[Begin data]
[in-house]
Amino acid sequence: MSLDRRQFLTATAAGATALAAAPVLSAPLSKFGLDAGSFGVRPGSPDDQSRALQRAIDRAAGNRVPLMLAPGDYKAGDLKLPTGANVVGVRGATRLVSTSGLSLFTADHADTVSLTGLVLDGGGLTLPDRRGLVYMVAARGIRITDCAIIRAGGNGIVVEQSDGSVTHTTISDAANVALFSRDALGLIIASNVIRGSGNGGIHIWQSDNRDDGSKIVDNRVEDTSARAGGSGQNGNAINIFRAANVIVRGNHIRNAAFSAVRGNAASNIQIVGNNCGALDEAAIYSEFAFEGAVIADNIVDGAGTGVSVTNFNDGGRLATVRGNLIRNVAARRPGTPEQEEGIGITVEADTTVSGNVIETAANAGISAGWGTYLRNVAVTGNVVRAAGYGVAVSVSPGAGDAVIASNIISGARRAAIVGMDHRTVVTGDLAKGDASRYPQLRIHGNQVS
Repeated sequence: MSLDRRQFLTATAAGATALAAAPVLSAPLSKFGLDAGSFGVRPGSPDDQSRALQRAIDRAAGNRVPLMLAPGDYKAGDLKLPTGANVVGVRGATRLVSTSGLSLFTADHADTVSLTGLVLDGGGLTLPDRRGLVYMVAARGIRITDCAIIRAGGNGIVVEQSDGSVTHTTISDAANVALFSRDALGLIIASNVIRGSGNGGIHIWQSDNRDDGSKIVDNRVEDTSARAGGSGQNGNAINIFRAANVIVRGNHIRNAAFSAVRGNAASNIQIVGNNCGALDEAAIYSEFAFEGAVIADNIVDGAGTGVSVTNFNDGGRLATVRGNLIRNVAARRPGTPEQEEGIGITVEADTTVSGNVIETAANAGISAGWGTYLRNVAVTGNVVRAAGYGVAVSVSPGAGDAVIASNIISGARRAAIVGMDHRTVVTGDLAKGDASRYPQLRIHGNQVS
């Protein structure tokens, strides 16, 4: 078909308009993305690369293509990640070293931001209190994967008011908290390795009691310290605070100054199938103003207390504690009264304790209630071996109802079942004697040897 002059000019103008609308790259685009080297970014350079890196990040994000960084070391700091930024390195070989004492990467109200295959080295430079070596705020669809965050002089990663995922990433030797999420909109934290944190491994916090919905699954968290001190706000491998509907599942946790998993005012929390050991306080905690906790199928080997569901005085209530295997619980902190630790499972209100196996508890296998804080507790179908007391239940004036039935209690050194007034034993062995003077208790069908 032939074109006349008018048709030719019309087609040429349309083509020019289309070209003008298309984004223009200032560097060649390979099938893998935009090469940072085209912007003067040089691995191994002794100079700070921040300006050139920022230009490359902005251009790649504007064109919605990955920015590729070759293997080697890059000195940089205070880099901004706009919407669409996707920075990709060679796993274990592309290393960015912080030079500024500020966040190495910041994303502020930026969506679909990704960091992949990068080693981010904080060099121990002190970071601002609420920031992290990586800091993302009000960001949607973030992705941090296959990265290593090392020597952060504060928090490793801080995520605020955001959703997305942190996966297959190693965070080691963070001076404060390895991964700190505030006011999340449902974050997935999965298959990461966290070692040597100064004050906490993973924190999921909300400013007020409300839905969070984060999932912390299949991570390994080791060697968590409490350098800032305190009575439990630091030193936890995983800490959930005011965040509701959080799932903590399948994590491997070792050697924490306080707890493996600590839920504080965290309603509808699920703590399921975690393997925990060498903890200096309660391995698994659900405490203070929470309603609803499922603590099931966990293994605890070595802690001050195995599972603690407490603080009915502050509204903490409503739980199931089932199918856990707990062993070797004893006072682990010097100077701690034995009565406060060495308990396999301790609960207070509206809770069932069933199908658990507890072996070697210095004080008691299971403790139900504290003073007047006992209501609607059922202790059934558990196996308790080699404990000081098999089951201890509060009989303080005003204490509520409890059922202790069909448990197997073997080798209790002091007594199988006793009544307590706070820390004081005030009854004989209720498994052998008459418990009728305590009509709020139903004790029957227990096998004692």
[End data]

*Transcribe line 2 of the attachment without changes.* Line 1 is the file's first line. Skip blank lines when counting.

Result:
Amino acid sequence: MSLDRRQFLTATAAGATALAAAPVLSAPLSKFGLDAGSFGVRPGSPDDQSRALQRAIDRAAGNRVPLMLAPGDYKAGDLKLPTGANVVGVRGATRLVSTSGLSLFTADHADTVSLTGLVLDGGGLTLPDRRGLVYMVAARGIRITDCAIIRAGGNGIVVEQSDGSVTHTTISDAANVALFSRDALGLIIASNVIRGSGNGGIHIWQSDNRDDGSKIVDNRVEDTSARAGGSGQNGNAINIFRAANVIVRGNHIRNAAFSAVRGNAASNIQIVGNNCGALDEAAIYSEFAFEGAVIADNIVDGAGTGVSVTNFNDGGRLATVRGNLIRNVAARRPGTPEQEEGIGITVEADTTVSGNVIETAANAGISAGWGTYLRNVAVTGNVVRAAGYGVAVSVSPGAGDAVIASNIISGARRAAIVGMDHRTVVTGDLAKGDASRYPQLRIHGNQVS